The trial judge's refusal to give the jury an instruction further explaining the meaning of "fear"

    During the jury's deliberations, the jurors asked for a definition of the term "fear". After consulting the parties, Judge Wolverton told the jurors:

    Because there is no legal definition of the word "fear" in our statutes, you as a jury are to assign the meaning you collectively believe should be assigned [to this word] according to what you determine to be the common experience of mankind.

    Although there is no indication in the record that Kenison's attorney objected to Judge Wolverton's answer to the jury, Kenison now claims that Judge Wolverton should have answered differently — that the judge should have instructed the jurors on the meaning of "fear", and that this instruction should have expressly stated (1) that the victim must actually feel fear, and (2) that this fear must be reasonable.

    Because Kenison's claim is raised for the first time on appeal, he must show plain error. Judge Wolverton's answer to the jurors was in fact erroneous, but we conclude that this error did not amount to "plain error". That is, the error did not manifestly prejudice the fairness of the proceedings.

    As we explained earlier in this opinion, the stalking statute does not use the word "fear" in its everyday sense. Rather, the statutory phrase "fear of death or physical injury" means that the State must prove that the victim reasonably understood or perceived a threat of death or physical injury.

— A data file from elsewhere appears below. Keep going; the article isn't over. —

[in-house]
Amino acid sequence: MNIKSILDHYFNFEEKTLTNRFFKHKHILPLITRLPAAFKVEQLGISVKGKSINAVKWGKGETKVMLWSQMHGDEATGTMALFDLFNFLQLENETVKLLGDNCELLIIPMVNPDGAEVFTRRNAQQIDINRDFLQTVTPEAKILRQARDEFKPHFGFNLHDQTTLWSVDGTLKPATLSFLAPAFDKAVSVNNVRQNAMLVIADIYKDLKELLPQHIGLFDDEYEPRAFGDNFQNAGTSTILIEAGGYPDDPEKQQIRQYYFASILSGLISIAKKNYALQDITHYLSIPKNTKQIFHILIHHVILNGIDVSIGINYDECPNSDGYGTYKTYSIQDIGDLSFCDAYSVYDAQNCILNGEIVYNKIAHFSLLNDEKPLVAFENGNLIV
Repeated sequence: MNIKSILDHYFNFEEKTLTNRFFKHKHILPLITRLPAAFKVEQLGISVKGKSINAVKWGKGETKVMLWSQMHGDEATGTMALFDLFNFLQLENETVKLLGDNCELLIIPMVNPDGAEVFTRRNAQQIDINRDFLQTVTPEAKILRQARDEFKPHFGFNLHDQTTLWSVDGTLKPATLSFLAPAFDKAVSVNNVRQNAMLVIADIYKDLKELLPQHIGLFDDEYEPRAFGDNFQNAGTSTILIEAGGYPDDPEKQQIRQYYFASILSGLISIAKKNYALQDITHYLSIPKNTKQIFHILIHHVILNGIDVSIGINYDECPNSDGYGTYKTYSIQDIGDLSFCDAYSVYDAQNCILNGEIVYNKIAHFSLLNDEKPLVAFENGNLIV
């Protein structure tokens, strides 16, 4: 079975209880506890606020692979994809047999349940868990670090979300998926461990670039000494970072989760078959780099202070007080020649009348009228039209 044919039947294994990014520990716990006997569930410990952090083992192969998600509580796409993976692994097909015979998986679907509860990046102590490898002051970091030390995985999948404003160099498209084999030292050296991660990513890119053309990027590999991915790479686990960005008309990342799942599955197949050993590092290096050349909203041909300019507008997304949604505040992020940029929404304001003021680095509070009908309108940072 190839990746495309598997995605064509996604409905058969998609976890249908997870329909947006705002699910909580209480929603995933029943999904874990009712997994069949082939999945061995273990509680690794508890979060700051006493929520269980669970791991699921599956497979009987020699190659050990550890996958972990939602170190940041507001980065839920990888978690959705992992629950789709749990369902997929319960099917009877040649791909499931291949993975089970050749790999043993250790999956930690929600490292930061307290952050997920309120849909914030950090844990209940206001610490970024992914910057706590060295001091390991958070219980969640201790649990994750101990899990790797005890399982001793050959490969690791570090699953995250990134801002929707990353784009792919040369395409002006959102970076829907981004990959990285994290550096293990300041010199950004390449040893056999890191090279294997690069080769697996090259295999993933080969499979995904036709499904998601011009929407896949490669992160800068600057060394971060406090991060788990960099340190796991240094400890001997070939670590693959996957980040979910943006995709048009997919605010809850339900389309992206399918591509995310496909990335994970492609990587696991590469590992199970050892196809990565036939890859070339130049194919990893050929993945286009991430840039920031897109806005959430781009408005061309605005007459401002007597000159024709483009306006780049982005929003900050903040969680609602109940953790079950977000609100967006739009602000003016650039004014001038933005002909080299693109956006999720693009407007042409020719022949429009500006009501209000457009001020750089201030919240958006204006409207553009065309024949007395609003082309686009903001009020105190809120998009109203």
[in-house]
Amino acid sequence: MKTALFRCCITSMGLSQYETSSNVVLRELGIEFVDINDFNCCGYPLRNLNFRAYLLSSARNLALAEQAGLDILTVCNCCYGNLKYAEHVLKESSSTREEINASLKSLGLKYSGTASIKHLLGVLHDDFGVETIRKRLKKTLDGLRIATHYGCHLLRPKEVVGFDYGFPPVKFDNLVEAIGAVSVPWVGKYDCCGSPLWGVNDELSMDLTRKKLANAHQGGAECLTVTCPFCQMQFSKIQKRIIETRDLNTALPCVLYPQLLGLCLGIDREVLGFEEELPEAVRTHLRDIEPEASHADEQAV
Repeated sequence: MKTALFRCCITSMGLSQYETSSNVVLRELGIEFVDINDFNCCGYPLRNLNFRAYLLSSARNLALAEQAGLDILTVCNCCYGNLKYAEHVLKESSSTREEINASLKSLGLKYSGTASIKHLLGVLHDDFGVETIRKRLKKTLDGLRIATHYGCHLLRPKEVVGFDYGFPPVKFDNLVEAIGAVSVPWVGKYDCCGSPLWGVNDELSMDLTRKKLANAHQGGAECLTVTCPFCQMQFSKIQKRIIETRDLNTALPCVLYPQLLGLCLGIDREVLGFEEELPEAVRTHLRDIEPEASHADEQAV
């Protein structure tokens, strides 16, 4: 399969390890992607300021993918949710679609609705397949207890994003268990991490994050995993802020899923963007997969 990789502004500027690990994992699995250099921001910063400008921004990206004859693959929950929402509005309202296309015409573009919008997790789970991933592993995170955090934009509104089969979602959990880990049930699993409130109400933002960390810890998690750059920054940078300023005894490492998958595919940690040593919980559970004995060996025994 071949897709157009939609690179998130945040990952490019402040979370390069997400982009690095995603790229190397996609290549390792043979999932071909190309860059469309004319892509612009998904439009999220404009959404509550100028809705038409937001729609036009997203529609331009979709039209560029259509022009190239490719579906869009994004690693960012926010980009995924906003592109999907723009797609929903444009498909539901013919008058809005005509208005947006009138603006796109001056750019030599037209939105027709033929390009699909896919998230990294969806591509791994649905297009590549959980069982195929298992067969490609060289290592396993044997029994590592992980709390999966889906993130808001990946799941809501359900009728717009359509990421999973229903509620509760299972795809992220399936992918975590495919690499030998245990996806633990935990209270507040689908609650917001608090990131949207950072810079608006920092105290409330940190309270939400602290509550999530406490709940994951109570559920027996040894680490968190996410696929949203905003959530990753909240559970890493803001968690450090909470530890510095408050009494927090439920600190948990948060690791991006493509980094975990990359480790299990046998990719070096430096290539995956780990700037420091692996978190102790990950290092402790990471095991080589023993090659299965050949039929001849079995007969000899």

However, the error in Judge Wolverton's answer favored Kenison. If the jurors employed the everyday definition of fear — i.e., if they required the State to prove that Mary Ann experienced actual "anxiety and agitation caused by the presence or nearness of danger", or "dread", or "terror", or "fright"[16] — this would have put the State to a higher burden of proof than the law actually requires.

    We accordingly conclude that the error was harmless.

    Conclusion

    The judgement of the superior court is AFFIRMED.

    NOTES

    [1] AS 11.41.260(a).

    [2] AS 11.41.270(b)(1).

    [3] AS 11.41.270(b)(2).

    [4] AS 11.41.270(b)(3).

    [5] Id.

    [6] Larkin, 88 P.3d at 156-57.

    [7] AS 11.41.270(b)(1).

    [8] Petersen, 930 P.2d at 420-21 & 432.

    [9] Id.

    [10] Cook, 36 P.3d at 714-15 & 723.

    [11] Id. at 723.

    [12] We have previously criticized the wording used in this third paragraph; see Cook v. State, 36 P.3d at 718. However, Kenison does not challenge this portion of the instruction.

    [13] See Houston v. Anchorage, 59 P.3d 773, 777-78 (Alaska App.2002), and Hosier v. State, 1 P.3d 107, 109 (Alaska App.2000), where we upheld trial judges' decisions to amend charging documents under Criminal Rule 7(e), in large measure because we were convinced that the amendments had no effect on the defendants' litigation of their cases.

    [14] AS 11.41.270(b)(2)(D).

    [15] Petersen, 930 P.2d at 431.

    [16] Webster's New World Dictionary of American English (Third College Edition, 1988), p. 495.